Curing Internet Addiction Via Good Old-Fashioned Electroshock Therapy

A pair of MIT doctoral candidates came up with a way to reduce excessive Internet usage by creating a keyboard accessory called, unsurprisingly, "Pavlov Poke."

What's the Latest Development?

MIT doctoral candidates Robert R. Morris and Dan McDuff were having a hard time staying off Facebook. Together, they estimated they spent as much as 50 hours a week on the site. To curb their addiction, they decided to go old-school: They created a keyboard accessory that monitored their Internet usage and delivered an "unpleasant, but not dangerous" electric shock if they spent too much time on certain sites. In honor of the scientist who first developed this method of aversion therapy, they named their device "Pavlov Poke."

What's the Big Idea?

Although Pavlov Poke was never meant for commercial use, and they eventually disconnected it, Morris says on his Web site that he "noticed a significant reduction in my Facebook usage" because of it. He also states that social media sites "are addictive by design" and mentions a recent University of Michigan study linking Facebook addiction to lower levels of well-being. For what it's worth, the pair's other attempt to merge tech and therapy -- in which Amazon Mechanical Turk workers are paid to call people who spend too much time online -- is painless, at least in the physical sense.

Photo Credit:

Read it at FastCompany

LinkedIn meets Tinder in this mindful networking app

Swipe right to make the connections that could change your career.

Getty Images
Swipe right. Match. Meet over coffee or set up a call.

No, we aren't talking about Tinder. Introducing Shapr, a free app that helps people with synergistic professional goals and skill sets easily meet and collaborate.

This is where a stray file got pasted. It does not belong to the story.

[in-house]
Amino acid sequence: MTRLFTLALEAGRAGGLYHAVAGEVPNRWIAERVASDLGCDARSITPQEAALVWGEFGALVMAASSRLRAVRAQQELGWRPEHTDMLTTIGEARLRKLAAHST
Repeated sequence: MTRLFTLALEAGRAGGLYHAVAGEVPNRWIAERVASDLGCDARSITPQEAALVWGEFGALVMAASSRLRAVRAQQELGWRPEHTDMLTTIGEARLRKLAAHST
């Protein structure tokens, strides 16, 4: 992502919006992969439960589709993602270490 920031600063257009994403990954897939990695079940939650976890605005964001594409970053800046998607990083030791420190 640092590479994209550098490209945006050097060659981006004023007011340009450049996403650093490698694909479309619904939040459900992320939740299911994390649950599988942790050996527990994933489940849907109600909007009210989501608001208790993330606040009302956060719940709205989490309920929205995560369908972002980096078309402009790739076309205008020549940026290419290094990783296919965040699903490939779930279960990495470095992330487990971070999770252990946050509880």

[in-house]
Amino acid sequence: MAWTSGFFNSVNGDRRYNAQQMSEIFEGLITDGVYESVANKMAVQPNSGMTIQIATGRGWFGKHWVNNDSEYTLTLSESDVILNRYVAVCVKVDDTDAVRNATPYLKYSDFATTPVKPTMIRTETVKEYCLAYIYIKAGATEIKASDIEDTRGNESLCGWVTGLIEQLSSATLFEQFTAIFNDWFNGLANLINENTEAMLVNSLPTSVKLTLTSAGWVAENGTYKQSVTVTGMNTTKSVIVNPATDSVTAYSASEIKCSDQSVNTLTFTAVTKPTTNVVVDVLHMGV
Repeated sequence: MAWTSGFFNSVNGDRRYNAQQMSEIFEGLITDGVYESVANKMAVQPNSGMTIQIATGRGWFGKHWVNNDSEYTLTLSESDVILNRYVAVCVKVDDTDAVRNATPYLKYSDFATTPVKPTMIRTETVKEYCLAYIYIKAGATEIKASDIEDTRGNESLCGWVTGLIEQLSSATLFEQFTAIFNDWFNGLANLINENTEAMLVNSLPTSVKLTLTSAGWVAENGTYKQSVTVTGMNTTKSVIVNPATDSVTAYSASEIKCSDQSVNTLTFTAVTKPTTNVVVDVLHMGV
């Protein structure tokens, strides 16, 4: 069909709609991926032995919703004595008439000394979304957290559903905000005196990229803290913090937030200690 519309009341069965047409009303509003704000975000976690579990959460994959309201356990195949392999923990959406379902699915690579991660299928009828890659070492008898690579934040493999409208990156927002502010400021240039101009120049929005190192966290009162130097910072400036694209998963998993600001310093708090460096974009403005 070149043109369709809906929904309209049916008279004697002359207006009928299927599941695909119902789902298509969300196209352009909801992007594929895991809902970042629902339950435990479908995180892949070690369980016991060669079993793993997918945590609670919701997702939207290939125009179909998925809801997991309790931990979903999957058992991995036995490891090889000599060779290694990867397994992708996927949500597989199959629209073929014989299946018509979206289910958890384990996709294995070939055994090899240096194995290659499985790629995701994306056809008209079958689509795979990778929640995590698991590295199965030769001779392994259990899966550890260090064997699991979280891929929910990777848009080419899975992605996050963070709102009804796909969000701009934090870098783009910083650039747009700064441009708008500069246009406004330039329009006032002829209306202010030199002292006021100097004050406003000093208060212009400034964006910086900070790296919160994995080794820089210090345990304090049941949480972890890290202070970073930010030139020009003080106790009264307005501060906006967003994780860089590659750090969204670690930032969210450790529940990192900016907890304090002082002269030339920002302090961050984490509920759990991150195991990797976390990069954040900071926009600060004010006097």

Keep reading Show less

4 reasons Martin Luther King, Jr. fought for universal basic income

In his final years, Martin Luther King, Jr. become increasingly focused on the problem of poverty in America.

(Photo by J. Wilds/Keystone/Getty Images)
Politics & Current Affairs
  • Despite being widely known for his leadership role in the American civil rights movement, Martin Luther King, Jr. also played a central role in organizing the Poor People's Campaign of 1968.
  • The campaign was one of the first to demand a guaranteed income for all poor families in America.
  • Today, the idea of a universal basic income is increasingly popular, and King's arguments in support of the policy still make a good case some 50 years later.
Keep reading Show less

Why avoiding logical fallacies is an everyday superpower

10 of the most sandbagging, red-herring, and effective logical fallacies.

Photo credit: Miguel Henriques on Unsplash
Personal Growth
  • Many an otherwise-worthwhile argument has been derailed by logical fallacies.
  • Sometimes these fallacies are deliberate tricks, and sometimes just bad reasoning.
  • Avoiding these traps makes disgreeing so much better.
Keep reading Show less

Why I wear my life on my skin

For Damien Echols, tattoos are part of his existential armor.

  • In prison Damien Echols was known by his number SK931, not his name, and had his hair sheared off. Stripped of his identity, the only thing he had left was his skin.
  • This is why he began tattooing things that are meaningful to him — to carry a "suit of armor" made up the images of the people and objects that have significance to him, from his friends to talismans.
  • Echols believes that all places are imbued with divinity: "If you interact with New York City as if there's an intelligence behind... then it will behave towards you the same way."
Keep reading Show less